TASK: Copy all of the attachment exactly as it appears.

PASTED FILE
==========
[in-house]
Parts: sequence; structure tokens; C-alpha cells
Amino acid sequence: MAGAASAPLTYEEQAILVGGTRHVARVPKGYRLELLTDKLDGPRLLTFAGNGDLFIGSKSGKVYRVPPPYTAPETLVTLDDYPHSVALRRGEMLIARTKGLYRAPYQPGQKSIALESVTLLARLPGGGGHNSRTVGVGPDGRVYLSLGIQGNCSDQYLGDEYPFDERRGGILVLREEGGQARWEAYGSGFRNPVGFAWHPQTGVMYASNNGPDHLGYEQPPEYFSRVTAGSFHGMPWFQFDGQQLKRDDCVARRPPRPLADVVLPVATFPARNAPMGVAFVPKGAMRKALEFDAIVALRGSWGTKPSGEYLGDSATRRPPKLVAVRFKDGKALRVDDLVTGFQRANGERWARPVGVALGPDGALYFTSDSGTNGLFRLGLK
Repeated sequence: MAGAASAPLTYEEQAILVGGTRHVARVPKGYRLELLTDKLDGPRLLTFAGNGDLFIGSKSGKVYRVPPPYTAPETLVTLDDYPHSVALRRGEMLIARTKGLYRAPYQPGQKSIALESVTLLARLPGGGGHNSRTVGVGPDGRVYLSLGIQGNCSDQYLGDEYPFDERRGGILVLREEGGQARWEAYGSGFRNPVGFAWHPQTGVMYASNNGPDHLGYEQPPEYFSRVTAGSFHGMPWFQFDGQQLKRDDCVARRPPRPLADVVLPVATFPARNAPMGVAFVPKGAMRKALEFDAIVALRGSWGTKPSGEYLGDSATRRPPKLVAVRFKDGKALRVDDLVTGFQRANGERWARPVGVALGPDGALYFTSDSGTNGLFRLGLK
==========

[in-house]
Parts: sequence; structure tokens; C-alpha cells
Amino acid sequence: MAGAASAPLTYEEQAILVGGTRHVARVPKGYRLELLTDKLDGPRLLTFAGNGDLFIGSKSGKVYRVPPPYTAPETLVTLDDYPHSVALRRGEMLIARTKGLYRAPYQPGQKSIALESVTLLARLPGGGGHNSRTVGVGPDGRVYLSLGIQGNCSDQYLGDEYPFDERRGGILVLREEGGQARWEAYGSGFRNPVGFAWHPQTGVMYASNNGPDHLGYEQPPEYFSRVTAGSFHGMPWFQFDGQQLKRDDCVARRPPRPLADVVLPVATFPARNAPMGVAFVPKGAMRKALEFDAIVALRGSWGTKPSGEYLGDSATRRPPKLVAVRFKDGKALRVDDLVTGFQRANGERWARPVGVALGPDGALYFTSDSGTNGLFRLGLK
Repeated sequence: MAGAASAPLTYEEQAILVGGTRHVARVPKGYRLELLTDKLDGPRLLTFAGNGDLFIGSKSGKVYRVPPPYTAPETLVTLDDYPHSVALRRGEMLIARTKGLYRAPYQPGQKSIALESVTLLARLPGGGGHNSRTVGVGPDGRVYLSLGIQGNCSDQYLGDEYPFDERRGGILVLREEGGQARWEAYGSGFRNPVGFAWHPQTGVMYASNNGPDHLGYEQPPEYFSRVTAGSFHGMPWFQFDGQQLKRDDCVARRPPRPLADVVLPVATFPARNAPMGVAFVPKGAMRKALEFDAIVALRGSWGTKPSGEYLGDSATRRPPKLVAVRFKDGKALRVDDLVTGFQRANGERWARPVGVALGPDGALYFTSDSGTNGLFRLGLK